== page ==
However, one of the major goals of prison gangs was and still is the protection of its members. Prison gangs are organized on the ethnic, racial or territorial basis. Originally, they were created to maintain the power of certain groups comprising the gangs in prisons. On the other hand, the organization of prison gangs is the natural manifestation of strife of people to socialization. What is meant here is the fact that inmates do need feel belongingness to a community. In such a situation, often a prison gang becomes the community inmates are searching for. The characteristics that are essential for gang membership reveal the similarity of interests and common background of gang members that actually unites them in gangs. As a result, while joining the gang, inmates can count that they will share common ideology, interests and values with other gang members. Therefore, some specialists (Brantingham and Brantingham, 192) believe that inmates are encouraged to join prison gangs because of the sense of belongingness to a community.

However, gang membership is closely associated with numerous risks. In this regard, the major problem that gang members face is the problem of conflicts between prison gangs. In fact, gang membership does not only protect an individual from the part of other inmates, but also it imposes certain duties and obligations of gang members. To put it more precisely, gang members should stand for interests of their gang and they should protect every member of the gang. Therefore, often conflicts, which start as conflicts between two individual gang members representing different gangs, outgrow into large scale conflicts between gangs. These conflicts can outburst into severe violent clashes between prison gangs to the extent that the life and health of inmates may be under a threat. The prison authorities face substantial difficulties with the prevention of such conflicts because the organized struggle of prison gangs is difficult to control and prevent, while open conflicts and fights between gangs are difficult to suppress because of the large number of inmates being involved in such struggle. In addition, prison gangs are involved in illegal activities that naturally put under a threat the position of an inmate in case revelation of the involvement in illegal activities as gang member.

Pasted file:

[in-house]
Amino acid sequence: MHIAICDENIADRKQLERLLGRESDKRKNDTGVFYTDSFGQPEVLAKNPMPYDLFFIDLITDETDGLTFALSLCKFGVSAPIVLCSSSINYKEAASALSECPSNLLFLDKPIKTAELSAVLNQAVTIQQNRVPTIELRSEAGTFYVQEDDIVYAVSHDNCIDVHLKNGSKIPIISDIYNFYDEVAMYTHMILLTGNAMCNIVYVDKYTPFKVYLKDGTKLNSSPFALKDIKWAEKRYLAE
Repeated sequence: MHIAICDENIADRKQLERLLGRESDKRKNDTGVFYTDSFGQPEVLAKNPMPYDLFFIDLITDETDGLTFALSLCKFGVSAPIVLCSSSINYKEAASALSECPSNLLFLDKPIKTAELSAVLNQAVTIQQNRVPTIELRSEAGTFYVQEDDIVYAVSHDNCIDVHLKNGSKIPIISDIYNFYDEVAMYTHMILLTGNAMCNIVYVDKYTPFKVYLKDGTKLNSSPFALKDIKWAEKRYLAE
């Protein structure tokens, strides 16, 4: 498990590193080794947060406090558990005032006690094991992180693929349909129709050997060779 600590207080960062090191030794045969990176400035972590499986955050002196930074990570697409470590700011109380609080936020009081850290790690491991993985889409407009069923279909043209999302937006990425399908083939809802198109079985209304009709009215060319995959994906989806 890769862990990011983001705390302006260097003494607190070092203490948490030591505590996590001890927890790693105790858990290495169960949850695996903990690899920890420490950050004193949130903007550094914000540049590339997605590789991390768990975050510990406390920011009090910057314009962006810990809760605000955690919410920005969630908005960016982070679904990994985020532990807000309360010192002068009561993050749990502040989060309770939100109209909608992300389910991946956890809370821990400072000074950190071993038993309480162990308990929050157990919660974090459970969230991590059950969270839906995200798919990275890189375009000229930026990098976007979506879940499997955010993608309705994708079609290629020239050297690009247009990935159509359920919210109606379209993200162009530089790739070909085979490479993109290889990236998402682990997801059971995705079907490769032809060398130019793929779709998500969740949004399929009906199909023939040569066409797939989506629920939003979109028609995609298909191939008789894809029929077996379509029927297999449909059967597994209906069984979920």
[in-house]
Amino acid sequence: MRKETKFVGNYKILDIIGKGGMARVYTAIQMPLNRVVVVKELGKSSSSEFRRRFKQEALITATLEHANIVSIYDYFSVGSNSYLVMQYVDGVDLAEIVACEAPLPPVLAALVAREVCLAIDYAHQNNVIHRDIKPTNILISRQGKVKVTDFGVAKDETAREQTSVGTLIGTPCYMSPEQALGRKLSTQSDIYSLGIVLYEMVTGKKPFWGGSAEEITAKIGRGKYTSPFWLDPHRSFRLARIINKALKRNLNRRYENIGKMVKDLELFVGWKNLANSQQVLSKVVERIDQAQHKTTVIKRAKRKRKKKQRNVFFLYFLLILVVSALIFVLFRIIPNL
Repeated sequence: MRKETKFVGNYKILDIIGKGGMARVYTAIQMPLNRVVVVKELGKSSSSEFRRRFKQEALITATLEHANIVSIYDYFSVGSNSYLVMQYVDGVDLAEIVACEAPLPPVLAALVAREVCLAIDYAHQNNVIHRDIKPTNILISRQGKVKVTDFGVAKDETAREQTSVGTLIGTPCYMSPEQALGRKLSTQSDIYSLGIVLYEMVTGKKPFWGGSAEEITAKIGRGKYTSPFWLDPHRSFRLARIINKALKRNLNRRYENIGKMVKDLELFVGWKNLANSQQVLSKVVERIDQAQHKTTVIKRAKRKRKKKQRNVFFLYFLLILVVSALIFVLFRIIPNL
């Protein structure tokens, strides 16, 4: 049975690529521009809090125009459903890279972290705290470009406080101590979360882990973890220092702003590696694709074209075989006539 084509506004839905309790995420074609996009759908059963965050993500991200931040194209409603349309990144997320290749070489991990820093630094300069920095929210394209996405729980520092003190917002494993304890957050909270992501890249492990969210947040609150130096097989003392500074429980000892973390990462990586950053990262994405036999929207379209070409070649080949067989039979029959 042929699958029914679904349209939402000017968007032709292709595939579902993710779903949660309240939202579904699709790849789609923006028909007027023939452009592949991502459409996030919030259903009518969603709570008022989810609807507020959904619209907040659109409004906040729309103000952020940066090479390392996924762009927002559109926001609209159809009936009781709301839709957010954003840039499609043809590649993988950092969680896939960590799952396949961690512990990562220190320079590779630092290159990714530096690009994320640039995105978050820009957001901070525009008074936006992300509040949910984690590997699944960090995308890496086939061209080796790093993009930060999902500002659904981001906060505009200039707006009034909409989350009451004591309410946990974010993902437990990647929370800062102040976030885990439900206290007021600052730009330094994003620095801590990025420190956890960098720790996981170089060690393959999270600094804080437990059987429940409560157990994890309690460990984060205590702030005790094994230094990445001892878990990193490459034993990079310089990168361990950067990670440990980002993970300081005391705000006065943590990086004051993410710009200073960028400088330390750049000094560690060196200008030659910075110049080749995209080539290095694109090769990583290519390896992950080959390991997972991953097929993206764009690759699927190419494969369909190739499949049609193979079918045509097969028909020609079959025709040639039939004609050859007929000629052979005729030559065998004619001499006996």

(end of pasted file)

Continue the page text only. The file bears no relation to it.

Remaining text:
In such a way, gang membership has both advantages and drawbacks. As a result, new inmates are not concerned with gang membership because risks and threats often outweigh potential benefits, while recidivists and inmates, who are accustomed to gang membership in their life outside the prison, are likely to join gangs because they feel comfortable in gangs and they need their support to improve their position in prison hierarchy.

Gang tattoos

Gang membership is based on the oaths and agreements between gang members. However, along with the formal characteristics of membership, gang members tend to develop visual forms and attributes which manifest their belongingness to a gang. In this respect, tattoos (see appendices) play a particularly important role because many gangs have their own tattoos which wear their gang members. As a rule, tattoos mirror specific symbols which are associated with gangs. For instance, Aryan Brotherhood members often make tattoos which incorporate elements of swastika. The latter is the manifestation of the supremacist ideology of Aryan Brotherhood. Often letters or, to put it more precisely, abbreviations and even messages are used to mark the belongingness of inmates to a gang. For instance, BGF tattoo is widely spread among the Black Guerilla Family members. Furthermore, another widely spread element used in tattoos to distinguish gang members is weapon. In fact, it is probably one of the most widely-spread elements used in tattoos. Knives, guns, and other weapon are typical symbols of many gangs. At the same time, some gangs tend to use some elements reflecting their ethnic background.  For instance, sombrero is an element of tattoos of some Mexican American gangs.

In fact, tattoos are not just decorations of human body for prison gang members. Tattoos also perform communicative function because they main contain certain message about the experience of an inmate and crimes he committed, his character and so on. In such a way, tattoos are used as a sort of communication between inmates. For instance, tattoos can symbolize the status and standing of an inmate in a prison gang.


Thus, taking into account all above mentioned, it is possible to conclude that prison gangs comprise an integral part of the prison community. In fact, prison gangs are communities that unite inmates and protect them. On the other hand, prison gangs are manifestations of the criminal underworld that persists even in prisons. Gang members are involved in criminal activities, such as drug trafficking, even in prisons. At the same time, gang membership is not absolutely beneficial for inmates because it increases the risk of getting involved into conflicts between gangs as well as the risk of being punished for illegal activities and violation of norms established in a prison. In such a situation, new inmates are not really encouraged to join prison gangs but for recidivists and inmates, who are accustomed to gang membership, prison gangs are attracting.